There are conventionally agreed-upon meanings that differ from the words used to express them. If you are wearing a watch and someone asks, "Do you have the time?," technically it would be answering the question to just say "yes" and walk on.
There is a convention that "Do you have the time?" is taken as a request for the time to be shared. In this vein, what does it mean when people say, as they have been in the wake of Barack Obama's marvelous speech last week, that there needs to be a national "conversation" about race?
Nominally, the conversation would be simply an exchange of impressions, but that is not what people mean, even if they say it is.
One must ask them: to what extent will this "conversation" entail whites saying that they are tired of being called racists and being policed for ever more abstract shades of racist bias, with blacks acknowledging this and resolving to do it as little as possible?
Many would answer "not at all," many "very little." And the number of people who see this "conversation" as incomplete without the above would be roughly nil.
Now, we ask the same people: to what extent will this "conversation" entail blacks teaching whites about institutional racism, and its meaning that the plight of black America remains whites" responsibility despite the existence of one-shots like Colin Powell?
I suspect most would answer "to a massive extent." The number of people who would see this "conversation" as incomplete without the above would be decidedly vast.
This means that when people say that we need a "conversation" on race, what they really mean is that white America needs to learn that racism still exists, that black people are correct to see it as defining their existence, and that a moral debt remains unpaid until all eyes are on black America the way they were for a spell in the sixties.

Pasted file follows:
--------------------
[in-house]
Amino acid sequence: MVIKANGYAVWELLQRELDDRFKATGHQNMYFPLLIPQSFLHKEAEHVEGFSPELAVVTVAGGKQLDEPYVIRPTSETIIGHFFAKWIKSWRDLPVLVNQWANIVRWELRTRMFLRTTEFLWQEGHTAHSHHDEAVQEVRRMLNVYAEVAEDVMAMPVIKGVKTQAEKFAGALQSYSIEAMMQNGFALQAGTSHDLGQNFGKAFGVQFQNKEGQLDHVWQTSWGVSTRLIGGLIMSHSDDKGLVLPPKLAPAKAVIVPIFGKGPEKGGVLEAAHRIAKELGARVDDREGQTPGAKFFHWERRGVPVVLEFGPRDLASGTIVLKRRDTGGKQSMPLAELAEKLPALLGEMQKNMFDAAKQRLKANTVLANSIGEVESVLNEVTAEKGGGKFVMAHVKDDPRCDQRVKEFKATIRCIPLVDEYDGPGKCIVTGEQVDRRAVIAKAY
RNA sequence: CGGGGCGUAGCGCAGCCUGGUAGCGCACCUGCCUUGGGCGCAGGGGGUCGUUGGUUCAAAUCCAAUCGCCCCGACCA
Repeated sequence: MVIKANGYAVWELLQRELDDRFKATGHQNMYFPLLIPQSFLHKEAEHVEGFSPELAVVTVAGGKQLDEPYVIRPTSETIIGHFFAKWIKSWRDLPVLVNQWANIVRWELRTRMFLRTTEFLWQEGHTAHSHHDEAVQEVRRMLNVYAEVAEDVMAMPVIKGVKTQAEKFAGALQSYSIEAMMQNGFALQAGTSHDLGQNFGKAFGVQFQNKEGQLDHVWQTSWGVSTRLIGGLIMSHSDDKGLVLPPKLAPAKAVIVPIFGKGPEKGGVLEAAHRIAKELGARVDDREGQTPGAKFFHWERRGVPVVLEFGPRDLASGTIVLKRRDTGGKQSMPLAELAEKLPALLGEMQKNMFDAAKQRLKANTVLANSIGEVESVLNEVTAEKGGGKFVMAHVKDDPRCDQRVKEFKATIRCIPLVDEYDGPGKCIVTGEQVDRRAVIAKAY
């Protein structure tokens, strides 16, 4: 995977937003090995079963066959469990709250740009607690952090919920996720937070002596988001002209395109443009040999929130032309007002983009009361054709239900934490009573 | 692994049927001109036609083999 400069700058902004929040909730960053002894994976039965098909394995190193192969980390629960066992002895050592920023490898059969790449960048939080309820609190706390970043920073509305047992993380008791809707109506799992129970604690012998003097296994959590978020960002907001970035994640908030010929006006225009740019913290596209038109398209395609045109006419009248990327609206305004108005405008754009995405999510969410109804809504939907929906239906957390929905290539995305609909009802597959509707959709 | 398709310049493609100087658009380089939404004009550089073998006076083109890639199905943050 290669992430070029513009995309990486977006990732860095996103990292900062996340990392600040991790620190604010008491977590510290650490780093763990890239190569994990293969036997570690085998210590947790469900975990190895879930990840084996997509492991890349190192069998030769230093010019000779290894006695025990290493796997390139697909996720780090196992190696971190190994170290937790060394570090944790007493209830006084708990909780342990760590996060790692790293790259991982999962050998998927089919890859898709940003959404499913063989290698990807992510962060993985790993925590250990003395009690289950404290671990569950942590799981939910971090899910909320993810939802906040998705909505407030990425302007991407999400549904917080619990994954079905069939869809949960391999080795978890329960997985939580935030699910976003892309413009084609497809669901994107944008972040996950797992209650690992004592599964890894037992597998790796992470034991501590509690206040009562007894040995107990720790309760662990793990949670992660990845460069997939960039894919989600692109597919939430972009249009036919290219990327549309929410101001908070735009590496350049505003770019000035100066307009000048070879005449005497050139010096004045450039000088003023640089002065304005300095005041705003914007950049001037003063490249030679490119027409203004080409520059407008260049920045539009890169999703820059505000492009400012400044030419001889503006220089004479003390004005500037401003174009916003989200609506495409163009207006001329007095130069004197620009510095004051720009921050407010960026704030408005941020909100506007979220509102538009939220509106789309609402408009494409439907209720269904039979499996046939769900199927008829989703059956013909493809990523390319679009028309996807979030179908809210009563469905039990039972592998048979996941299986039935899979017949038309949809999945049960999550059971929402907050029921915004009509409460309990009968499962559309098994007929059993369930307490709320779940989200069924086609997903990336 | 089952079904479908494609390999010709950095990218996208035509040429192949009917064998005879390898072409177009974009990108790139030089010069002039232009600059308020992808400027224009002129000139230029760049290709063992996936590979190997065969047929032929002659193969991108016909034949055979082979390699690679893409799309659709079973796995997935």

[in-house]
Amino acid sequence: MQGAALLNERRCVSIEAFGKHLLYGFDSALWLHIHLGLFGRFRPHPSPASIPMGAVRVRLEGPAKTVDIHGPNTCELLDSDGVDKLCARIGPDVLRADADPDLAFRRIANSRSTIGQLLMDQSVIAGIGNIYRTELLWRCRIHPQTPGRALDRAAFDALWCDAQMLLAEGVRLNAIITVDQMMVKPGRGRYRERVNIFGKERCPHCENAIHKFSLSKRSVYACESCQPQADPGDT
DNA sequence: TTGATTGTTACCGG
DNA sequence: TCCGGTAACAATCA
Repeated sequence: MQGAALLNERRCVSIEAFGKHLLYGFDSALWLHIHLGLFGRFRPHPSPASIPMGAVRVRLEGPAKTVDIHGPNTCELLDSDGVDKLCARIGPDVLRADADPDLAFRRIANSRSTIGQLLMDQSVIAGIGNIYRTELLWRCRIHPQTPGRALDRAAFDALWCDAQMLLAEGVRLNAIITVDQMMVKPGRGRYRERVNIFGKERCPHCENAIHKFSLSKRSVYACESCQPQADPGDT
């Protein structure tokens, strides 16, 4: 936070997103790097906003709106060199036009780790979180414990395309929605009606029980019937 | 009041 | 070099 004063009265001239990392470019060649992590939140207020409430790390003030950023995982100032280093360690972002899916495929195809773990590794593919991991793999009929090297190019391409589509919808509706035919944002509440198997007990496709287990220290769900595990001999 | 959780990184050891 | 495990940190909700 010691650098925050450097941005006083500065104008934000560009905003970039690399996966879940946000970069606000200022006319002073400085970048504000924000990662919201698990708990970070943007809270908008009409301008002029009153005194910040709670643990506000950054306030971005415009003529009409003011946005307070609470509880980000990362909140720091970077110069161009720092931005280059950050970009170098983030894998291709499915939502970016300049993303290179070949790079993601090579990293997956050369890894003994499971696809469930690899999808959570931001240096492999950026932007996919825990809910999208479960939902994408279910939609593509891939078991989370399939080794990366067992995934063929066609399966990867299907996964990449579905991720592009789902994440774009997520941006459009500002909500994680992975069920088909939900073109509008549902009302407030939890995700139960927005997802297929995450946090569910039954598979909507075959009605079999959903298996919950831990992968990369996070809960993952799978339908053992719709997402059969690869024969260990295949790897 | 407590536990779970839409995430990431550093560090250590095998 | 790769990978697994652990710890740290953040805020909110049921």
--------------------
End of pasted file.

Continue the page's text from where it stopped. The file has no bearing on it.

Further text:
After all, if these people were really interested in a "conversation" on race, then they would understand that America is engaged in one year-round. What have the discussions of "macaca," Sean Bell, Don Imus, Michael Richards, Jena, and Barack Obama been about? Glass-blowing?
What these people want is not a conversation but a conversion. A dramatic prospect indeed, kind of like "funerals" for the N-word.
But in the real world, the response to Mr. Obama"s speech has made it painfully clear that the "conversation" is never going to happen.
Or, better, the only conversation that"s going to happen already is. It is a sometimes messy exchange, conservative and liberal going head to head, gradually settling on a centrist position. Namely, racism must be reviled, the government can do things to help people, but much of what ails black people today is too abstractly connected to racism for whites to feel guilty about it anymore. That centrist position is no longer heresy among blacks or whites.
But a national teach-in? Just look at what every second commentator on Mr. Obama"s speech took away from it, or the letters sections lately of any city newspaper.
Mr. Obama made the best speech in 20 years, and countless intelligent people"s take on it: "Jeremiah Wright is a racist like David Duke. Attending his church is embracing racism. How dare Barack Obama compare his own grandmother to that evil Reverend Wright. What a two-face."
Or try Maureen Dowd in the Times last week. Mr. Obama gently explains the sources of resentment in people like Rev. Wright, who grew up under Jim Crow. Ms. Dowd's take on the reverend? He's a "whackadoodle." Like a cartoon character with a picture of a screw and a ball drawn over his head with a squawky "wah-waah" on the soundtrack.
Ms. Dowd is, I am told, an intelligent person. Yet to her, the resentments of black people of a certain vintage are, if not as "whackadoodle" as noisy Jeremiah Wright's, dismissible. She doesn't care.
Should she? That's a different question: ours is does she? She doesn't, partly because the question as to whether she should is now so abstract. Anyone who can think of a conversion process that would make her care needs to speak up, because it would be an unprecedented advance in the frontiers of social psychology and therapeutic praxis.
I am referring to Ms. Dowd as representative of a widely shared weariness among whites of wrapping their heads around the endless nuances of "the race thing." It's interesting to speculate what would happen if this "conversation" (i.e. conversion) happened, but it's idle fantasyand black people don't need white people to "realize" anything in order to get ahead anyway.
What black people really need is for certain people to rechannel their energy from incantations about a "conversation" ever just out of reach into observing and publicizing the uplift programs making the most difference in black communities. Before long, we wouldn"t even need the actual conversation about race we're having right now.
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